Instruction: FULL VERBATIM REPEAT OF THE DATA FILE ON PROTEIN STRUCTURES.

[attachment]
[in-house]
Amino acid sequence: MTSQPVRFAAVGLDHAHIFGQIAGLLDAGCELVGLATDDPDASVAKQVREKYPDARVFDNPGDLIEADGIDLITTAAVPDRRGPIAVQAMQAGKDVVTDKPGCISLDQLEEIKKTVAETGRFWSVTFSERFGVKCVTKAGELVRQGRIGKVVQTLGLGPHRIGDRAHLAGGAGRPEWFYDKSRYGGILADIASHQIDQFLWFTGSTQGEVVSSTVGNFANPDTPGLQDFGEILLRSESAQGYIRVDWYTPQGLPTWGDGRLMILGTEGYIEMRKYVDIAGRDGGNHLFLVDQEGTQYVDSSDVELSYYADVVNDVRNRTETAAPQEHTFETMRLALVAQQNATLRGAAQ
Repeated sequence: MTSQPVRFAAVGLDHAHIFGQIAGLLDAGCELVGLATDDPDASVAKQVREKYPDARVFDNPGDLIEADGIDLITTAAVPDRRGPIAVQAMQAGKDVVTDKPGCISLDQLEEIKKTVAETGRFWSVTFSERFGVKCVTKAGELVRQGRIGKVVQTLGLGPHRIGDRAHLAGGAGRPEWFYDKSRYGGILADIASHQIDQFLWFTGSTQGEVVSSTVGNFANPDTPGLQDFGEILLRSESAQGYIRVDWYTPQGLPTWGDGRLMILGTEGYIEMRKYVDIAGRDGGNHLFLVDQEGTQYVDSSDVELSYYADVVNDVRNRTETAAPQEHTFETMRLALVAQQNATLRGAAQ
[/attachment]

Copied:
[in-house]
Amino acid sequence: MTSQPVRFAAVGLDHAHIFGQIAGLLDAGCELVGLATDDPDASVAKQVREKYPDARVFDNPGDLIEADGIDLITTAAVPDRRGPIAVQAMQAGKDVVTDKPGCISLDQLEEIKKTVAETGRFWSVTFSERFGVKCVTKAGELVRQGRIGKVVQTLGLGPHRIGDRAHLAGGAGRPEWFYDKSRYGGILADIASHQIDQFLWFTGSTQGEVVSSTVGNFANPDTPGLQDFGEILLRSESAQGYIRVDWYTPQGLPTWGDGRLMILGTEGYIEMRKYVDIAGRDGGNHLFLVDQEGTQYVDSSDVELSYYADVVNDVRNRTETAAPQEHTFETMRLALVAQQNATLRGAAQ
Repeated sequence: MTSQPVRFAAVGLDHAHIFGQIAGLLDAGCELVGLATDDPDASVAKQVREKYPDARVFDNPGDLIEADGIDLITTAAVPDRRGPIAVQAMQAGKDVVTDKPGCISLDQLEEIKKTVAETGRFWSVTFSERFGVKCVTKAGELVRQGRIGKVVQTLGLGPHRIGDRAHLAGGAGRPEWFYDKSRYGGILADIASHQIDQFLWFTGSTQGEVVSSTVGNFANPDTPGLQDFGEILLRSESAQGYIRVDWYTPQGLPTWGDGRLMILGTEGYIEMRKYVDIAGRDGGNHLFLVDQEGTQYVDSSDVELSYYADVVNDVRNRTETAAPQEHTFETMRLALVAQQNATLRGAAQ